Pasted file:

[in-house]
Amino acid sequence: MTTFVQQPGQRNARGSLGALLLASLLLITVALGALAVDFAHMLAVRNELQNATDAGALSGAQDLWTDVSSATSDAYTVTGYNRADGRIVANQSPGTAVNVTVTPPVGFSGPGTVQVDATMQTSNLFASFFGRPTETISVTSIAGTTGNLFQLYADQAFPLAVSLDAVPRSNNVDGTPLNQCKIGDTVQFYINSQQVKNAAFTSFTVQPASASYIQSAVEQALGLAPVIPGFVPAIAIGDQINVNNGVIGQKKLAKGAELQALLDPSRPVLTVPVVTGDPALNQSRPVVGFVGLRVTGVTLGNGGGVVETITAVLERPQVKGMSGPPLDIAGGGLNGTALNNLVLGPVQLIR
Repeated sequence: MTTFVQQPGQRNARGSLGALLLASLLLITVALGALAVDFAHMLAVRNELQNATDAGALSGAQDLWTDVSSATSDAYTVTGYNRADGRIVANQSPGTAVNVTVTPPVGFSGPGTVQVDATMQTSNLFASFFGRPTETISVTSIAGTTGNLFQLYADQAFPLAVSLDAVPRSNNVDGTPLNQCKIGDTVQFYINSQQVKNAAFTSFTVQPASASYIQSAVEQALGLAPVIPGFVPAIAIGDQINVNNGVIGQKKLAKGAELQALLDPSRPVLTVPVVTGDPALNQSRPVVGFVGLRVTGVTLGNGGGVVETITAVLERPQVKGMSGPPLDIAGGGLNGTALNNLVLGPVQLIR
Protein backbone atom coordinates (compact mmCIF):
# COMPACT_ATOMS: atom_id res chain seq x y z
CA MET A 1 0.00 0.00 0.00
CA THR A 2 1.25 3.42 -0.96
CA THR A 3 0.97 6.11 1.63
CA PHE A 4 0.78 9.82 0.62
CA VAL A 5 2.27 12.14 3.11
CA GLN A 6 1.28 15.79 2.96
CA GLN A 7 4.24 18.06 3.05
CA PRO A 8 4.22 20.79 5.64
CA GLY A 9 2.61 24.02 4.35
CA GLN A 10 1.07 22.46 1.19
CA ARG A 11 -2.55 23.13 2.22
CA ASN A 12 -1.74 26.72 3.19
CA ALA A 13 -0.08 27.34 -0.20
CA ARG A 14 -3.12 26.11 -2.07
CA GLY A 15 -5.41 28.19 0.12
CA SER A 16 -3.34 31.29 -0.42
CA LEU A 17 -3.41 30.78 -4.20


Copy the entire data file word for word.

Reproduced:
[in-house]
Amino acid sequence: MTTFVQQPGQRNARGSLGALLLASLLLITVALGALAVDFAHMLAVRNELQNATDAGALSGAQDLWTDVSSATSDAYTVTGYNRADGRIVANQSPGTAVNVTVTPPVGFSGPGTVQVDATMQTSNLFASFFGRPTETISVTSIAGTTGNLFQLYADQAFPLAVSLDAVPRSNNVDGTPLNQCKIGDTVQFYINSQQVKNAAFTSFTVQPASASYIQSAVEQALGLAPVIPGFVPAIAIGDQINVNNGVIGQKKLAKGAELQALLDPSRPVLTVPVVTGDPALNQSRPVVGFVGLRVTGVTLGNGGGVVETITAVLERPQVKGMSGPPLDIAGGGLNGTALNNLVLGPVQLIR
Repeated sequence: MTTFVQQPGQRNARGSLGALLLASLLLITVALGALAVDFAHMLAVRNELQNATDAGALSGAQDLWTDVSSATSDAYTVTGYNRADGRIVANQSPGTAVNVTVTPPVGFSGPGTVQVDATMQTSNLFASFFGRPTETISVTSIAGTTGNLFQLYADQAFPLAVSLDAVPRSNNVDGTPLNQCKIGDTVQFYINSQQVKNAAFTSFTVQPASASYIQSAVEQALGLAPVIPGFVPAIAIGDQINVNNGVIGQKKLAKGAELQALLDPSRPVLTVPVVTGDPALNQSRPVVGFVGLRVTGVTLGNGGGVVETITAVLERPQVKGMSGPPLDIAGGGLNGTALNNLVLGPVQLIR
Protein backbone atom coordinates (compact mmCIF):
# COMPACT_ATOMS: atom_id res chain seq x y z
CA MET A 1 0.00 0.00 0.00
CA THR A 2 1.25 3.42 -0.96
CA THR A 3 0.97 6.11 1.63
CA PHE A 4 0.78 9.82 0.62
CA VAL A 5 2.27 12.14 3.11
CA GLN A 6 1.28 15.79 2.96
CA GLN A 7 4.24 18.06 3.05
CA PRO A 8 4.22 20.79 5.64
CA GLY A 9 2.61 24.02 4.35
CA GLN A 10 1.07 22.46 1.19
CA ARG A 11 -2.55 23.13 2.22
CA ASN A 12 -1.74 26.72 3.19
CA ALA A 13 -0.08 27.34 -0.20
CA ARG A 14 -3.12 26.11 -2.07
CA GLY A 15 -5.41 28.19 0.12
CA SER A 16 -3.34 31.29 -0.42
CA LEU A 17 -3.41 30.78 -4.20